United States International Trade Commision Rulings And Harmonized Tariff Schedule
faqs.org  Rulings By Number  Rulings By Category  Tariff Numbers
faqs.org > Rulings and Tariffs Home > Rulings By Number > 1991 HQ Rulings > HQ 0111398 - HQ 0222425 > HQ 0219828

Previous Ruling Next Ruling

HQ 219828

May 4, 1988

DRA-1-03 CO:R:C:E 219828 RB


Regional Commissioner of Customs
Southwest Region
Houston, Texas 77057

RE: Internal Advice Regarding the Use of the Exporter's Summary Procedure for Same Condition Drawback; C.S.D. 84- 95 Reconsidered

Dear Sir:

This is in reference to your request for internal advice dated September 17, 1987, file DRA-4-O:C JWB:lcs, with attachments, requesting a review of Customs Service Decision (C.S.D.) 84-95 which permitted a "claimant" other than the exporter to use the exporter's summary procedure when filing for same condition drawback.


Company H imported certain merchandise, duty-paid, which it agreed to sell to Company G for export only. The merchandise was moved into a foreign-trade zone in several shipments, and thereafter sold to Company G. During this time the merchandise had no official zone status, not having yet been formally admitted to the zone (19 CFR 146.22(c)). Following its physical segregation therein, the merchandise was formally transferred to the zone in zone-restricted status on Customs Form (CF) 214, so as to be considered exported for purposes of same condition drawback under 19 U.S.C. 1313(j)(1), the transferor in this situation, or exporter, being G company, as noted on the CF 214 as well as on the same condition claim form, CF 7539. G authorized H to make entry for and collect the drawback (Block 26 on CF 7539).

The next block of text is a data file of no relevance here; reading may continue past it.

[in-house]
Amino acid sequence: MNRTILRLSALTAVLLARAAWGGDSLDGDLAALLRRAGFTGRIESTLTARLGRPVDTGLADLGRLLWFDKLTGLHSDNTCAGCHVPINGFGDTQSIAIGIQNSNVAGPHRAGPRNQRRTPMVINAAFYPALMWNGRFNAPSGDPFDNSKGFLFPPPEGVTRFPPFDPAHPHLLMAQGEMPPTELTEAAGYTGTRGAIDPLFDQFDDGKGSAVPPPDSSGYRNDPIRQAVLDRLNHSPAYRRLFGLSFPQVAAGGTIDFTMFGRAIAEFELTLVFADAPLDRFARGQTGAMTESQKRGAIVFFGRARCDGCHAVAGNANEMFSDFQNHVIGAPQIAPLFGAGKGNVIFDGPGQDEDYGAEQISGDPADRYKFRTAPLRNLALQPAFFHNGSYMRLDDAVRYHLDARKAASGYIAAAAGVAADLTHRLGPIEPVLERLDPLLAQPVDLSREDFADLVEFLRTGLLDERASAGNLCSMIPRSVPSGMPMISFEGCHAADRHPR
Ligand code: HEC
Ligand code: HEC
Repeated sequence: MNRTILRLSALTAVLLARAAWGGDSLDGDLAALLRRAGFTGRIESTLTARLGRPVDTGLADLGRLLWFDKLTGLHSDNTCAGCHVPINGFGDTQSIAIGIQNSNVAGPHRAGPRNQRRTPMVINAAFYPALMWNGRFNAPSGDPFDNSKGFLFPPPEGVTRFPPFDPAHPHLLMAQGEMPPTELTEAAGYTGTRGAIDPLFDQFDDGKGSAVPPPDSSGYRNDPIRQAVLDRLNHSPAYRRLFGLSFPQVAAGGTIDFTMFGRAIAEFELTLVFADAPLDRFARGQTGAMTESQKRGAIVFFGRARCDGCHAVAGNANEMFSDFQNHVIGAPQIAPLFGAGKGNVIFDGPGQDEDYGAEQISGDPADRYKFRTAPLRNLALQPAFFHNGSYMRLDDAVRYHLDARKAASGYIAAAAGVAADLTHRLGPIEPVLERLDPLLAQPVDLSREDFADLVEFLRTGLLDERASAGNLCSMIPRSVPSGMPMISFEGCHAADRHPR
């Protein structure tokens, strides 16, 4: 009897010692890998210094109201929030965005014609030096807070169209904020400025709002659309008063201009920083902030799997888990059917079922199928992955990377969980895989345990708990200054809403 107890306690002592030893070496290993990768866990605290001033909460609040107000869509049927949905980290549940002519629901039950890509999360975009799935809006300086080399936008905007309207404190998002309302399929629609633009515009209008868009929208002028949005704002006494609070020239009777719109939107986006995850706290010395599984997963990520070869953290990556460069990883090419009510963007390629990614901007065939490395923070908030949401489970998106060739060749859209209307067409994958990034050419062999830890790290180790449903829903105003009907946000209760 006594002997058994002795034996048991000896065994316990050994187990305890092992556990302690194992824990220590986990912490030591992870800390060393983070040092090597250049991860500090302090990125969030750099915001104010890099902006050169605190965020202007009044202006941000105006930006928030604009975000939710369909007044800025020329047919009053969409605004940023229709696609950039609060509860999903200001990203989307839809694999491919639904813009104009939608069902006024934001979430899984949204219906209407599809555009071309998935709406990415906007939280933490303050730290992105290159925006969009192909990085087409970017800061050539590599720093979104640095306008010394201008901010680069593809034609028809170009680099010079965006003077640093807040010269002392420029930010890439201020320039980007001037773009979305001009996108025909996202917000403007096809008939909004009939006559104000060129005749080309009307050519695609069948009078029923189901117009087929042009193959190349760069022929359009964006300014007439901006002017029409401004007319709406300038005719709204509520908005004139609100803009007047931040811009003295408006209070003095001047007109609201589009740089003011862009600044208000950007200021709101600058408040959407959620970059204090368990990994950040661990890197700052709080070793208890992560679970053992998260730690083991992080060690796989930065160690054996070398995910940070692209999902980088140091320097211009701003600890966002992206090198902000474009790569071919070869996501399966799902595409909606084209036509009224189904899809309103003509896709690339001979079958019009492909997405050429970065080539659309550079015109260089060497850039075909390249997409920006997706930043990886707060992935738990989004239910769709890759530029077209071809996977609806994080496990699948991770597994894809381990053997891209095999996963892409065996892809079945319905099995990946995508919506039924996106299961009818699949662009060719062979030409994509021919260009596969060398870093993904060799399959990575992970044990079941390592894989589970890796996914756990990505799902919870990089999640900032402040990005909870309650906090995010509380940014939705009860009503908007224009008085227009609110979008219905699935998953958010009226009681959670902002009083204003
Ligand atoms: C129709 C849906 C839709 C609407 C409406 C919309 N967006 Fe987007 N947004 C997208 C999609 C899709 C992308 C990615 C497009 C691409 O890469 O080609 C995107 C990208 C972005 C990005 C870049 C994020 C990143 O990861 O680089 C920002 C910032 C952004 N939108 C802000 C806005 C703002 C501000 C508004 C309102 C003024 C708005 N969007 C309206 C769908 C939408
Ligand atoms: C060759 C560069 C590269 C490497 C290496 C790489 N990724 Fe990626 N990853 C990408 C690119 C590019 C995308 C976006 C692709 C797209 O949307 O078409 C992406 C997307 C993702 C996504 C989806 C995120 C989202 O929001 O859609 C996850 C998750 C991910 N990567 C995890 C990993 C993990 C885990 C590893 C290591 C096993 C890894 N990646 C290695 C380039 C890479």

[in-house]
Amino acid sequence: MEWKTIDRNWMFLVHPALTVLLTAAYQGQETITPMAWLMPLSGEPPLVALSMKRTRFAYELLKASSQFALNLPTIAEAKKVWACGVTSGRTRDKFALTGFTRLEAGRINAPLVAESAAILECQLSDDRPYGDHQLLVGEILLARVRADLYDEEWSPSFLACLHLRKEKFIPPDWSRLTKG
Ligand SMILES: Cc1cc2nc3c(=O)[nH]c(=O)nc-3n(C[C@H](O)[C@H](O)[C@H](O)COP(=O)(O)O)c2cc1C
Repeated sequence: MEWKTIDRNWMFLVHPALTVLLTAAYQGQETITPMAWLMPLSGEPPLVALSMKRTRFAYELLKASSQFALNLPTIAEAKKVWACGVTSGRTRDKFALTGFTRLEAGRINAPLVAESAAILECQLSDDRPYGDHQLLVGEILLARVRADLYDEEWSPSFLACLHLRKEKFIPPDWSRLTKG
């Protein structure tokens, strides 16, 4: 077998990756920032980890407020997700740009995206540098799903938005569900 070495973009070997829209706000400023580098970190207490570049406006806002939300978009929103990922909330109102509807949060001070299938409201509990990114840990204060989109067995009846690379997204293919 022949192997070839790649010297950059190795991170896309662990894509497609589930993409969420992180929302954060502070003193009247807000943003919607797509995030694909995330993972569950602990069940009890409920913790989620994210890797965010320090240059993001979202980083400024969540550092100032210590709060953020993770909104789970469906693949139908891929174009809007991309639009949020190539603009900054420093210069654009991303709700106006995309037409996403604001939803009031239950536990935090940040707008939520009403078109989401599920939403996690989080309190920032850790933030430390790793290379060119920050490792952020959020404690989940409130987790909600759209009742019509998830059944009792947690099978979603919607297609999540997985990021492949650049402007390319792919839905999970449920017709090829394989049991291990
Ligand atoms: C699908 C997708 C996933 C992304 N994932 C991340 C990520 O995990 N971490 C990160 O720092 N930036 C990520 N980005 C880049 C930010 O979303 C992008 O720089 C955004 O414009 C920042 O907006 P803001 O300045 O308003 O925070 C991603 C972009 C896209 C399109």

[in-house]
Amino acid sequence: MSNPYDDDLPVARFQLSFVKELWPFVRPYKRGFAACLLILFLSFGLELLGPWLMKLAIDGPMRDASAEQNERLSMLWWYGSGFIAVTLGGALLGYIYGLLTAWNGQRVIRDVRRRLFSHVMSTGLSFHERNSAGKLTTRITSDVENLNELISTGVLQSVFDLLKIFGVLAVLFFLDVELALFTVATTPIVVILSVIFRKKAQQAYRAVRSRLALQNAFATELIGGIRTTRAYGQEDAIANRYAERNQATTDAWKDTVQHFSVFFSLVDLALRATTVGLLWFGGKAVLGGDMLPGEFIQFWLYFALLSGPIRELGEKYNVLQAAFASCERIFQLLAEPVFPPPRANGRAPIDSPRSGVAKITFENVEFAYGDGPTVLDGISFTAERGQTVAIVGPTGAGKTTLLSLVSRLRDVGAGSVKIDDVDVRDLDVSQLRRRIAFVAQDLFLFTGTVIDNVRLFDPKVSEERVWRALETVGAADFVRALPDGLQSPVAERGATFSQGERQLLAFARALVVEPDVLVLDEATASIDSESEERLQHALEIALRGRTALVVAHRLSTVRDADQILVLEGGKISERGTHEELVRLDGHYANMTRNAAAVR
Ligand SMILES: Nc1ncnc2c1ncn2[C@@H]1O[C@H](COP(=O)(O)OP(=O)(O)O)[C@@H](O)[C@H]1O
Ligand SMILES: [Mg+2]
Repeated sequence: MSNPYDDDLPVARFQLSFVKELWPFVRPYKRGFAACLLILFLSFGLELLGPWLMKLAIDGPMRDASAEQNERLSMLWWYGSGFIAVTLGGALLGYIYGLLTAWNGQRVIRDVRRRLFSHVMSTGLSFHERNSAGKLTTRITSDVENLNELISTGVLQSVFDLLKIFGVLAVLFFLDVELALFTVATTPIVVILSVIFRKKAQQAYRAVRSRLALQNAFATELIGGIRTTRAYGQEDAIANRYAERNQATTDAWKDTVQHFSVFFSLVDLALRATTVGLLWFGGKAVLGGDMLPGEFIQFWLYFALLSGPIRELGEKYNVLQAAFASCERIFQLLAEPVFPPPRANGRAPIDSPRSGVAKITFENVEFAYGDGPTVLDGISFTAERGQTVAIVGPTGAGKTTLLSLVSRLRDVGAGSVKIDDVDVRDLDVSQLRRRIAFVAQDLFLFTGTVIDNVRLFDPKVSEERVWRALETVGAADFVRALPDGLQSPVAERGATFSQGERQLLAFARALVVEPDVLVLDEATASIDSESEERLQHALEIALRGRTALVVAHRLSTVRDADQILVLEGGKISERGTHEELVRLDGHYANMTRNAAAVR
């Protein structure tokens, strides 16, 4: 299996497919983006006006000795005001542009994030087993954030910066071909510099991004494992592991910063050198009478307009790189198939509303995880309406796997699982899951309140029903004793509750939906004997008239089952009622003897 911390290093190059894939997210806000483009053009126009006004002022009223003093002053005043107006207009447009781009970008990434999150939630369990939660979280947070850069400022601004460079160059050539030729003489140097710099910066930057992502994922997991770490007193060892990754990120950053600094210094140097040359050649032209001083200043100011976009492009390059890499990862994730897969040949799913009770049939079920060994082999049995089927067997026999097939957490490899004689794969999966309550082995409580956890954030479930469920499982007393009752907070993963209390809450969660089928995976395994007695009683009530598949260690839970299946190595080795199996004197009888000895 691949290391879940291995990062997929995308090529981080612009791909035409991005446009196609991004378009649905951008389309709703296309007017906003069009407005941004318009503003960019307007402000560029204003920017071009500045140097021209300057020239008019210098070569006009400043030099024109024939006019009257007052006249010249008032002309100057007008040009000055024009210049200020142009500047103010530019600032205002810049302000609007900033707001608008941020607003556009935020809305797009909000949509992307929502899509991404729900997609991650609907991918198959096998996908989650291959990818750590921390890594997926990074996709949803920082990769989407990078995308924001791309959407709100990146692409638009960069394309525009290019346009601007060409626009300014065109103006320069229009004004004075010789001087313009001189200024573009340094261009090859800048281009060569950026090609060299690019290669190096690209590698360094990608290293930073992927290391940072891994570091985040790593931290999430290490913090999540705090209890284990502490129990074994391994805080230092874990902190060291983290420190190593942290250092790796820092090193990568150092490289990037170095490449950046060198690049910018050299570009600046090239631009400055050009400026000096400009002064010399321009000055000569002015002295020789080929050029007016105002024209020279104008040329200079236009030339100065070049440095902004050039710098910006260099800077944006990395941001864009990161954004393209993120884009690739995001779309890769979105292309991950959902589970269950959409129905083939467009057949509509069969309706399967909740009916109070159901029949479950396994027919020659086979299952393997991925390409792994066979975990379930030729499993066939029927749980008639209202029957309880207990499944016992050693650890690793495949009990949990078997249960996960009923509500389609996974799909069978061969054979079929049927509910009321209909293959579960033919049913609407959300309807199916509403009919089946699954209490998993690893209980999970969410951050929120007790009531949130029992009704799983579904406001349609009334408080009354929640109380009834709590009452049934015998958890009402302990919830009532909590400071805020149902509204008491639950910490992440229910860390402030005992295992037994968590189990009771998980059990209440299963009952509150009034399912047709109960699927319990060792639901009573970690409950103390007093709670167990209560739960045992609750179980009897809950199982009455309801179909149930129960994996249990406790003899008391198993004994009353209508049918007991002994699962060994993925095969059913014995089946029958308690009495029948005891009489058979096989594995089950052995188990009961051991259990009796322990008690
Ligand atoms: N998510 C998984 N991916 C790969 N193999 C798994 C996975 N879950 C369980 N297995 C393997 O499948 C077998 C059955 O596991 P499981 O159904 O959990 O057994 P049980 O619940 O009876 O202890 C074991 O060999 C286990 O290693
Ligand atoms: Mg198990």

No prior notice of an intent to export in this manner was given to Customs as ordinarily required (19 CFR 191.141(b)(2)(i)), but H declares in essence that none was necessary because, as the drawback claimant, it had been authorized to use the exporter's summary procedure (19 CFR 191.53), which, under the circumstances, operated as a waiver of the prior notice requirement in same condition drawback (see 19 CFR 191.141(d)). Citing C.S.D. 84-95 which held that a "claimant" other than the exporter could be allowed use of the exporter's summary procedure, H maintains that this "claimant," and not the transferor or exporter, is the party responsible for either complying with the prior notice requirement or obtaining a waiver thereof (19 CFR


Whether the exporter is the party obligated either to satisfy, or obtain a waiver of, the regulatory requirement of giving prior notice of intent to export under the same condition drawback law, 19 U.S.C. 1313(j); and whether a "claimant" other than the exporter may be authorized to use the exporter's summary procedure for same condition drawback.